Things you can’t do during a power outage if you lack a generator and a mobile device:

  • listen to music
  • listen to the radio
  • process photos
  • work on a podcast
  • post to a blog
  • post to Twitter
  • visit Facebook
  • tend to qarrtsiluni submissions
  • read or answer email
  • revise poems, none of which have a paper backup
  • call or take calls on Skype
  • do laundry
  • cook
  • make tea or coffee
  • run the tap
  • flush the toilet
  • tell the time

Things you can do during a power outage:

  • read a book
  • read a magazine
  • weed the garden
  • write with pen and paper
  • weed the garden some more
  • take pictures
  • go for a walk
  • gather herbs for drying
  • take a nap
  • drink a beer

I am trying to lead an unexciting life and failing miserably. I give thanks to the power company for its periodic lapses, reminding me how far I have yet to go.

Written with pen and paper, 10 August 2011

Posted in

Dave Bonta (bio) crowd-sources his problems by following his gut, which he shares with 100 trillion of his closest microbial friends — a close-knit, symbiotic community comprising several thousand species of bacteria, fungi, and protozoa. In a similarly collaborative fashion, all of Dave’s writing is available for reuse and creative remix under a Creative Commons Attribution-ShareAlike 3.0 United States License. For attribution in printed material, his name (Dave Bonta) will suffice, but for web use, please link back to the original. Contact him for permission to waive the “share alike” provision (e.g. for use in a conventionally copyrighted work).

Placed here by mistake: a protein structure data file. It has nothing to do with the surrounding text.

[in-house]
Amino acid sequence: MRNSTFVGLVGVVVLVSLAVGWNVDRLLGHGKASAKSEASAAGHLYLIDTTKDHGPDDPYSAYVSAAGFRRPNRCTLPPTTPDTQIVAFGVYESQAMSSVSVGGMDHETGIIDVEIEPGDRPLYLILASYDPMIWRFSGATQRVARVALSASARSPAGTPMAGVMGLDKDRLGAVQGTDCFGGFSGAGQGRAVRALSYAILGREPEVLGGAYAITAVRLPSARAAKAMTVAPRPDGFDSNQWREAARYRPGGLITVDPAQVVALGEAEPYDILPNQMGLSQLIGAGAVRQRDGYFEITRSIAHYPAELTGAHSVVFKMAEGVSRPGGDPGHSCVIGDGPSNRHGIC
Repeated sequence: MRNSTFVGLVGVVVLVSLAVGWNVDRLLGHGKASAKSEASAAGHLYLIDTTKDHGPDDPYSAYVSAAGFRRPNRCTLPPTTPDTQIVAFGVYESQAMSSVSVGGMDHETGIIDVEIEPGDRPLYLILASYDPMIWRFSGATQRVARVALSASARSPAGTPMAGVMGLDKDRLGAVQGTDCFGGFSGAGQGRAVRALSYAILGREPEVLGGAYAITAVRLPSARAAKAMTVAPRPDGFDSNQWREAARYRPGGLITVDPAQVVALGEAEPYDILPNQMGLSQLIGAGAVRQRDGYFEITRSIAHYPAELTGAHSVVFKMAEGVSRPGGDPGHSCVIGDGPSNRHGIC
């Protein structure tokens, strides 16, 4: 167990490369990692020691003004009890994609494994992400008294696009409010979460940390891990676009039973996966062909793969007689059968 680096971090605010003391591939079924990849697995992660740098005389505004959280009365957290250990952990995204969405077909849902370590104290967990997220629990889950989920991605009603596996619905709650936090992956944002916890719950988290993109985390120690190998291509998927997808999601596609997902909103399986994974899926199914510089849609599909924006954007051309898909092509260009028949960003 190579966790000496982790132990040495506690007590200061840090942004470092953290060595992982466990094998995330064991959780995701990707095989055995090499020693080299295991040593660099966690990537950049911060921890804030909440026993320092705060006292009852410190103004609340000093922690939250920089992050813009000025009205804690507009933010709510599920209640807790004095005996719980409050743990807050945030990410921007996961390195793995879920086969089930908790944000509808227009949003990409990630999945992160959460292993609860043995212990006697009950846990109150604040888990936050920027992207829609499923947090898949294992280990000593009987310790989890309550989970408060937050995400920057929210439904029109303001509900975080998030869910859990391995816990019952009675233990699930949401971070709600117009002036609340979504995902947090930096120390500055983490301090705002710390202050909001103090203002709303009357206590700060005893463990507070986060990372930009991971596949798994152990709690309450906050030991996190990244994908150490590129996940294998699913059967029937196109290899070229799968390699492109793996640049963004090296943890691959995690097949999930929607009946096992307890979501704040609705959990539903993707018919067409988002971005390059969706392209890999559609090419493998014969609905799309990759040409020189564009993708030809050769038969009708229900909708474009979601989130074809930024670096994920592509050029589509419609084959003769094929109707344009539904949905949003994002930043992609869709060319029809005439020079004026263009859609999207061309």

1. (o) Drink one for me, Dave. You can draw a picture, too.

    I’ve been practicing not taking my computer home with me when I leave the studio. Yes, I do have a mobile smartphone now, so email follows me around, but I’m finding that this is a welcome change in my life. When I go home, I cook, drink some wine, practice the piano, draw, knit, talk to my husband, go for walks in the park, water the plants or tend the community garden, take a bath instead of a shower. When I get up in the morning the first thing I do isn’t to turn on the computer. Where it creates problems for me is that I’ve gotten addicted to writing on the computer – word processing/instant editing is definitely a great invention and now intertwined with my writing-brain. But rearranging my schedule to accommodate a computer-less evening has been good for me in other ways. It also saves my back: I got really sick of lugging the laptop in my backpack on my bike.


    1. Drawing! Yes, I should try that next time.

      Thanks for the comment. You do make owning a smartphone sound very atractive indeed.


  2. Having said all that, I hope for an end to your power outages. It drives me nuts when we have them!


    1. It’s pretty frustrating. Usually takes me ten to fifteen minutes to adjust and accept my new powerlessness.


  3. Great list of what we CAN do, including Beth’s additions, reminding us of the simpler life.

    But, you can’t flush the toilet in a power outage?? You must have an electric pump for your water system? The worst is not having home heating or hot water in winter; why is there no manual switch to turn on the furnace and boiler?


    1. Well, you can flush your toilet with what’s in the tank, and it will probably refill. But yes, electric pump for the well. In winter outages, I fire up the woodstove to stay warm.


  4. There wasn’t a storm but there must be something bigger happening…friends in Pine Grove Mills have had no land line (Verizon) for almost a week. Make the best of it.


  5. It must be over or you wouldn’t have posted this, yes?


    1. Yes. And thankfully, unlike your friends, our phone/internet line wasn’t affected, because with Verizon workers on strike, we might have to wait a while for a fix.


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